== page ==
Moving the ‘open’ agenda forward
This is the third and final post on the discussion at the initial workshop at OEPSforum4 in March. The first post considered factors that are encouraging the adoption of OER and OEP, the second focused on challenges and barriers to adoption. In this post we look at what participants had to say on three linked issues: using the Open Scotland Declaration to encourage practical steps towards use of OER and OEP; the engagement of senior policy makers in institutions; and the potential for cross-sector collaboration.
We asked groups to take the Open Scotland Declaration as the starting point in their discussion. As a facilitator I noted the importance that members of my group attached to the declaration, however, only one of the groups made explicit reference to it in their feedback. In this case the group felt that the declaration was not nuanced enough and as a result had had greater impact in the University sector than in the Colleges.
Across the groups there was strong feeling that, although there are some exceptions, in general there is still a lot of work to be done in order to involve senior management. There was a lot of discussion on how to address this. There was a view that compelling examples of practice in other institutions can be used to put the issue on policy agendas. Some participants qualified this by suggesting that it’s better to explain how OER can address a specific problem, rather than raise the whole open education agenda. Others talked about the questions that you need to be ready for. ‘It’s all about money! What are the financial gains for the University?’ Policy makers, and other staff too, may think that doing ‘open’ is about giving stuff away. So there is a need to develop understanding of the positive advantages of doing ‘open’ and the alternative business models that facilitate this.
Groups also looked at the positive examples that could be used to influence policy makers. It was noted that mandatory requirements for open research have had an important impact on policy and practice and, while this is not the case in learning and teaching, it can provide a good starting point for a discussion of alternative models. The government and the funding council could have a role here in recognising that ‘open’ approaches give value for money and by encouraging such approaches in learning and teaching. It was also felt that students might well start to shape the agenda. Many begin their studies with some prior knowledge of open resources and expectations about how knowledge is shared and disseminated in the open. A delegate commented that student expectations had driven significant change in practice at their institution.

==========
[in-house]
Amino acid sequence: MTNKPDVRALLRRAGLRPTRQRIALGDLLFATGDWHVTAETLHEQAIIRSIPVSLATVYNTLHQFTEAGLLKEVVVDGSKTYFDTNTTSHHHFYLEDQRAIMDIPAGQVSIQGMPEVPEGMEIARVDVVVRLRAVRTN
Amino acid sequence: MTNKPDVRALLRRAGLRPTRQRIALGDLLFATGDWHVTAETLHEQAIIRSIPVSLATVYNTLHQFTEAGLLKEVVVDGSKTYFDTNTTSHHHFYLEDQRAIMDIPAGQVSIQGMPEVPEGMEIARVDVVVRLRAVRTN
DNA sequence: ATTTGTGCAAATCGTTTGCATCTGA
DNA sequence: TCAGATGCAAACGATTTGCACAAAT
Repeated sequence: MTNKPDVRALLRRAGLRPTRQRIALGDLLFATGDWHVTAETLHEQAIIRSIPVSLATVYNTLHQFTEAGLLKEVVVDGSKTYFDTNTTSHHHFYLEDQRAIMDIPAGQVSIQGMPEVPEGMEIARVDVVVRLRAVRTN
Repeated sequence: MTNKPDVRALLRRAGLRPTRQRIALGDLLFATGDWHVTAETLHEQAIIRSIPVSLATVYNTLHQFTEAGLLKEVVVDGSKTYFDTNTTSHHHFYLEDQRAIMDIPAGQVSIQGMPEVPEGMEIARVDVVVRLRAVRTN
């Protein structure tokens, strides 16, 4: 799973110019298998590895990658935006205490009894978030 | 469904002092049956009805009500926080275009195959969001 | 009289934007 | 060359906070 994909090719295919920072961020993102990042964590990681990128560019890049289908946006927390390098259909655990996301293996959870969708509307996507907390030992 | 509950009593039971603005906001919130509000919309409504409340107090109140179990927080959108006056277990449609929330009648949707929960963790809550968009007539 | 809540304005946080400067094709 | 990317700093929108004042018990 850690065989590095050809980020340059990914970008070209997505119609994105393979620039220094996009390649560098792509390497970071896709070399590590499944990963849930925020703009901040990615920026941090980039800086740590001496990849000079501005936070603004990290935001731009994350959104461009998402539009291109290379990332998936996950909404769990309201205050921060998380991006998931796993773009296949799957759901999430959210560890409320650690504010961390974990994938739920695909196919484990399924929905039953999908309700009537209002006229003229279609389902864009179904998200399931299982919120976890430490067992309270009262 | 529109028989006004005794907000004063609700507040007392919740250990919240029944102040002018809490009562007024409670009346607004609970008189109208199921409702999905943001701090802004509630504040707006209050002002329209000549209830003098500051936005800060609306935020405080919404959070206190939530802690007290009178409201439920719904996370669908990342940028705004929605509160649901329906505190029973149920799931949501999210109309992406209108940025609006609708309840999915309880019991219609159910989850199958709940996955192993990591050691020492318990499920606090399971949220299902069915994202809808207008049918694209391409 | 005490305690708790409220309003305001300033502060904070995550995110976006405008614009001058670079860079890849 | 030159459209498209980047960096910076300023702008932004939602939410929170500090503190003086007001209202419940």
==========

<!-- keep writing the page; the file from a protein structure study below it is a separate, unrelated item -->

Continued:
There is a growing interest in open education outside the academy. Particularly in the NHS, unions and the third sector. It’s not surprising therefore that, in many HEIs, it is staff that have close contacts with these organisations that are leading in the development of open practice. There was a suggestion that Digital Badges could be part of move to a ‘more agile form of RPL [recognition for prior learning]’. In addition, thinking about the connections between the education sector and broader society, OER and OEP provide powerful new opportunities for knowledge exchange and knowledge transfer. Although these are not necessarily rewarded in the metrics that are currently in use.
The discussion groups had relatively little time to discuss cross-sector collaboration, however connections were made which may bear fruit in the future. The synergy between such an approach and the affordances of OER and OEP is obvious. However, there are cultural and practical barriers that need to be overcome. There is a need to connect resources up so that it’s easier to find and share good resources. Rather than try to create new forums it was felt the most effective way to move forward was to put open education on the agenda of existing networks that already collaborate on a subject, discipline or specialism basis.
Pete Cannell (for the OEPS project team)